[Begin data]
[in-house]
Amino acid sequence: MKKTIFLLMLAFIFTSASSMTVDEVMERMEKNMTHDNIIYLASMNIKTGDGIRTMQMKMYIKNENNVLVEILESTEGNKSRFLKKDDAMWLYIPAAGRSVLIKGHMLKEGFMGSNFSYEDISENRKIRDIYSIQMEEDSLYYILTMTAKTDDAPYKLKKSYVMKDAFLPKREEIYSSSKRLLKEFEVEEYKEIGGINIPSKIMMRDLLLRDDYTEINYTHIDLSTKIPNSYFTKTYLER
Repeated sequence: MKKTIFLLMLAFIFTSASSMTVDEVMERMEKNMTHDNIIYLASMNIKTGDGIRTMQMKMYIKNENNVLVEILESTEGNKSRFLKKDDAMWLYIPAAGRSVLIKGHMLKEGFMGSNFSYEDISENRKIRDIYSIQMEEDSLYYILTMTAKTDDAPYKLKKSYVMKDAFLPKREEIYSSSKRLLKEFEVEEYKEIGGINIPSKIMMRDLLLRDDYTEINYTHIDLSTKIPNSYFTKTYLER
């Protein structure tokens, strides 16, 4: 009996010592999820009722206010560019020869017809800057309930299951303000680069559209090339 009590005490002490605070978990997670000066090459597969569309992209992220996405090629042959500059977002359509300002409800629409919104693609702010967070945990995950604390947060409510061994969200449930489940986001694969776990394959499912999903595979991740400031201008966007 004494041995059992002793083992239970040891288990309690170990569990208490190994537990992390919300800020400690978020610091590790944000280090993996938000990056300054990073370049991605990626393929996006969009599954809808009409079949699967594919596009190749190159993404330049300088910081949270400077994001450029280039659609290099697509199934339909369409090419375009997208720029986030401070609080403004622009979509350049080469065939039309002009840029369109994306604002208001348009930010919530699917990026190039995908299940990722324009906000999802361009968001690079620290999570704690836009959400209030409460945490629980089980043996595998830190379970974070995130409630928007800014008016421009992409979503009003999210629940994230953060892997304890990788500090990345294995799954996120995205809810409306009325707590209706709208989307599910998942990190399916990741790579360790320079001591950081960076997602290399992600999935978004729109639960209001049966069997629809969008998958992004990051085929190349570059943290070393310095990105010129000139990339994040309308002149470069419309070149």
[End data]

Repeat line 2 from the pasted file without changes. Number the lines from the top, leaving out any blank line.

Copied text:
Amino acid sequence: MKKTIFLLMLAFIFTSASSMTVDEVMERMEKNMTHDNIIYLASMNIKTGDGIRTMQMKMYIKNENNVLVEILESTEGNKSRFLKKDDAMWLYIPAAGRSVLIKGHMLKEGFMGSNFSYEDISENRKIRDIYSIQMEEDSLYYILTMTAKTDDAPYKLKKSYVMKDAFLPKREEIYSSSKRLLKEFEVEEYKEIGGINIPSKIMMRDLLLRDDYTEINYTHIDLSTKIPNSYFTKTYLER